Safe and healthy workers are productive, satisfied workers. That’s good for you and the organization’s bottom line.
You don’t need us to tell you that you have a tough job. But taking these seven steps can make your job easier and your workplace safer. You’re probably already doing most or all of these things, but just in case, here’s a quick review.
1. Ensure compliance with safety and health standards. Make sure you’re complying in every detail with every OSHA standard that applies to your operations and your workplace. Also check state regulations, which if they’re stricter than federal standards, take precedence. And don’t forget about your own safety policies. Ensure compliance with those rules, too.
2. Keep employees informed about hazards. Identify every hazard in every work area and in every job, and make sure employees who might be exposed to any hazards know:
- What the hazards are
- How they are dangerous
- How to protect against them
- What to do in the event of exposure to a particular hazard
3. Take appropriate steps to minimize risks. This involves many things including:
- Well-conceived and implemented workplace safety and health programs
- Routine and thorough inspections and safety audits
- Effective engineering, administrative, and work practice controls
- Frequent and effective employee training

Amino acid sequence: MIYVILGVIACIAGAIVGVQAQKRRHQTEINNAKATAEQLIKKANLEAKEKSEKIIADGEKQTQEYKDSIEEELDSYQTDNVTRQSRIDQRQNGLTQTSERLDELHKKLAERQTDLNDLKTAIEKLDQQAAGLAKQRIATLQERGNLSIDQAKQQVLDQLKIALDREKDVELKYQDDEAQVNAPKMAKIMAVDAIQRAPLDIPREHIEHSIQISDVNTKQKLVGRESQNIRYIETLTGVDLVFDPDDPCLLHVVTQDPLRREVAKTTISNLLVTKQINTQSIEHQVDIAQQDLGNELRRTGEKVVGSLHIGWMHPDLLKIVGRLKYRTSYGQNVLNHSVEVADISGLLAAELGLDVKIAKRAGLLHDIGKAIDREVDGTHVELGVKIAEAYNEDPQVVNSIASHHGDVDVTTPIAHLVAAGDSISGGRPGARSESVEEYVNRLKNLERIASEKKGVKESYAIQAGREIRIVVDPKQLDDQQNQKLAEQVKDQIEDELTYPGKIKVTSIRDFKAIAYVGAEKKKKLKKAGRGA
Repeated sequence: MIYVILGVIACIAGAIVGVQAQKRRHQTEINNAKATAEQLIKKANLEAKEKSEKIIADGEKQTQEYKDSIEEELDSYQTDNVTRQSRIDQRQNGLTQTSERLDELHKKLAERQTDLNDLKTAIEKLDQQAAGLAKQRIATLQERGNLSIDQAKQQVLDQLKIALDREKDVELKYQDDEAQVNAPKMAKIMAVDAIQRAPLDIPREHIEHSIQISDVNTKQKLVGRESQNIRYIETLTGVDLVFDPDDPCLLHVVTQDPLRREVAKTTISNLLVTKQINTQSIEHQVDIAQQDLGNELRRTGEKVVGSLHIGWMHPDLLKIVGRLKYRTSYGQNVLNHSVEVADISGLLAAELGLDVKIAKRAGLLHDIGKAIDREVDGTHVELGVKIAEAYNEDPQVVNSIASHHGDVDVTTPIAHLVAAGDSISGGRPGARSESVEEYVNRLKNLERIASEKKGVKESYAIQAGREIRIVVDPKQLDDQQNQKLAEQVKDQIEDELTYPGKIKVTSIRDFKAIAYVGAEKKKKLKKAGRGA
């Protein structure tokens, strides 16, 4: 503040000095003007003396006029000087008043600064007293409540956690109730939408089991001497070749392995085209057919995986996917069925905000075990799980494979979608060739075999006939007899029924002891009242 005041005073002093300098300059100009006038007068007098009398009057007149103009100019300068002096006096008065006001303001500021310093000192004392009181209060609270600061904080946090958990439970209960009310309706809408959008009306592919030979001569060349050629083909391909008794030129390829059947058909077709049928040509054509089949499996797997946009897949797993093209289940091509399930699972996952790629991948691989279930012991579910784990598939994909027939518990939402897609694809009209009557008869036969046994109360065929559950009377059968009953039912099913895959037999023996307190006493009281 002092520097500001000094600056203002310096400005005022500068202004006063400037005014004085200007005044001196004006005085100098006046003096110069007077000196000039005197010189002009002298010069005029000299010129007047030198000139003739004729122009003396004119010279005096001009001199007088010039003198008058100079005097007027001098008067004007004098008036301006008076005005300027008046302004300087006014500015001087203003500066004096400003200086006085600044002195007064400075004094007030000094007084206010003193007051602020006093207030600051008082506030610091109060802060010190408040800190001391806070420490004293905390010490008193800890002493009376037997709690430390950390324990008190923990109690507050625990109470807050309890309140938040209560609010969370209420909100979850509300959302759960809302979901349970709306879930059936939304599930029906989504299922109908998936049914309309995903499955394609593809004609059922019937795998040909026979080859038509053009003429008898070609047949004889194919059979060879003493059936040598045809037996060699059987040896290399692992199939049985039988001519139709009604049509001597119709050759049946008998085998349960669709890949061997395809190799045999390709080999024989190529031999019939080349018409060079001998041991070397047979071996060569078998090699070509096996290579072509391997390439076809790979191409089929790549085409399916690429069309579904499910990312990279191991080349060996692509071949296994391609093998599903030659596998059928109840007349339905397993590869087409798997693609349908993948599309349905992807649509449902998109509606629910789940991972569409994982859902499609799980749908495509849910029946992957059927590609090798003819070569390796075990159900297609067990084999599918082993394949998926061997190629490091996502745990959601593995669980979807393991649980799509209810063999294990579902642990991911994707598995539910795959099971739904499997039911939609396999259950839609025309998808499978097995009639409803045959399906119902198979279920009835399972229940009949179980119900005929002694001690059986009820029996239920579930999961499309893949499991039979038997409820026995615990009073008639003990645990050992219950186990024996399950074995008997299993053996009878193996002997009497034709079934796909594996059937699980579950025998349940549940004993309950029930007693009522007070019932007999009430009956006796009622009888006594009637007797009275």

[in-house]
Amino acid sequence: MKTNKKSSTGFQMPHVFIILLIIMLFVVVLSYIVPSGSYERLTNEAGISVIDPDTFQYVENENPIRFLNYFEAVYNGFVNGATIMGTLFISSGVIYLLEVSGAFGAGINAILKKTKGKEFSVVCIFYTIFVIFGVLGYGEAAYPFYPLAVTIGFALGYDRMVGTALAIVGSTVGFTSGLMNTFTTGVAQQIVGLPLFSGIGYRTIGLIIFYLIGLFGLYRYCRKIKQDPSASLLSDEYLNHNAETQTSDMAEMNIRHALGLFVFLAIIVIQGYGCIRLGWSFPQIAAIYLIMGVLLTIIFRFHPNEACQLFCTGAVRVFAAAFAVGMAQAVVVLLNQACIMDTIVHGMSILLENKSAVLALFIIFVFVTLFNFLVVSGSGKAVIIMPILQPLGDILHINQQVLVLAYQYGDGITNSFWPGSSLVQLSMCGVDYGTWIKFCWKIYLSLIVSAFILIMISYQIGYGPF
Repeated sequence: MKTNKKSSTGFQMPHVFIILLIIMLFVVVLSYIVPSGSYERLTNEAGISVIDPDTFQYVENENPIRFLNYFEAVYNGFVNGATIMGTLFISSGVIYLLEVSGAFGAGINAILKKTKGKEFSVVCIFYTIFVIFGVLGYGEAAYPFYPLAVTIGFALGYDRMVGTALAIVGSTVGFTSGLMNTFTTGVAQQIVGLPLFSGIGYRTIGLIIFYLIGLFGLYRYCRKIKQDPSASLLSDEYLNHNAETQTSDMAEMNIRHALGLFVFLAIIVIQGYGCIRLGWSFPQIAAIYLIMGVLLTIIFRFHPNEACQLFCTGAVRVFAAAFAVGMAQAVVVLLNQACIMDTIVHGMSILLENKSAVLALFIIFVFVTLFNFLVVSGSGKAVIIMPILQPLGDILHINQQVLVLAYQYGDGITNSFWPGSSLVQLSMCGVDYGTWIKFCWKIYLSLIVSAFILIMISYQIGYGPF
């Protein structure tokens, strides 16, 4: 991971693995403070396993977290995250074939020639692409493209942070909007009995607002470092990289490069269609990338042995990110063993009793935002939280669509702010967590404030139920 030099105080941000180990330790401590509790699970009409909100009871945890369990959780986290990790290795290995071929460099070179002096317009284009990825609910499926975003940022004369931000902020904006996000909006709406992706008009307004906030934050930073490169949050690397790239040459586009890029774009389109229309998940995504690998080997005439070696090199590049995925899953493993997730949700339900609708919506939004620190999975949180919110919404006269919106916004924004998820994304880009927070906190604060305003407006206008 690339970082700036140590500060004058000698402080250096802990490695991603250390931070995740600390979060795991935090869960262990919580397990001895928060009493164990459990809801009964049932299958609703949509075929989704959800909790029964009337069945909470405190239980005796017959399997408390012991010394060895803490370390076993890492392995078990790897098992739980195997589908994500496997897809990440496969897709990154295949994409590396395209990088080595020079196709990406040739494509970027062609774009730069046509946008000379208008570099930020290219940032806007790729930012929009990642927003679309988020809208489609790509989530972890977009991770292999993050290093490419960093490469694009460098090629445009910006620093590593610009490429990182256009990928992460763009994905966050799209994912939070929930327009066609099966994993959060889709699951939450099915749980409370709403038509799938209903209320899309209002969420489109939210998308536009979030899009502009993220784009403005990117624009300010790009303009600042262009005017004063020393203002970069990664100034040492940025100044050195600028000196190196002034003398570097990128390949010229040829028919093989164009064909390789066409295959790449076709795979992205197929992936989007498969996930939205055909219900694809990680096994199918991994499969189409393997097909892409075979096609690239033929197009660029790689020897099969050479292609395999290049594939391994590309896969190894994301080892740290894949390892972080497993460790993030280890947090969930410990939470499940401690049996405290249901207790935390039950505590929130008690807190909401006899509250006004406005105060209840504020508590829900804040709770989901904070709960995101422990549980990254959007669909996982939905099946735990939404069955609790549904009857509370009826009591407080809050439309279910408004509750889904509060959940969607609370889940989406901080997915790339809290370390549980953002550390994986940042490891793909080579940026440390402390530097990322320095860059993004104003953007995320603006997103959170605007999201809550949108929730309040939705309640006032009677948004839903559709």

- Appropriate PPE to protect employees from hazards when controls are not enough
- Routine workplace maintenance
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4. Teach employees to work safety. Training is one of your most power accident-prevention tools. Teach the information, skills, techniques, and procedures employees need to know to be safe and healthy. Train frequently to keep workers up do date on workplace and regulatory changes—and to keep them aware, alert, and prepared to work safely.
5. Monitor performance and provide feedback. Don’t assume that workers will use what they learn in training or do what their supervisors tell them to do. For all kinds of reasons workers will decide to take risks or ignore warnings and instructions. Make sure your supervisors monitor safety performance and provide positive or corrective feedback to maintain safe and healthy behavior.
6. Pay attention to employees’ suggestions and complaints. You may not be able to use all the suggestions or be thrilled about the complaints, but listening to employees is essential if you want to get them to be on board with your safety and health programs and to follow your safety rules. The big plus here is that employee participation leads to employee ownership, which leads to employee-driven safety and a safer workplace.
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7. Move quickly to correct problems. Foot-dragging over hazard abatement sends a bad message to employees. It says you don’t care about their safety. So take swift and effective action whenever a safety or health problem is brought to your attention.
Tomorrow, we’ll talk about an unusual way to keep workers safe and healthy on the job. Although at first it may sound just a little “outside the box,” the more you hear, the more wisdom you might see in this interesting approach.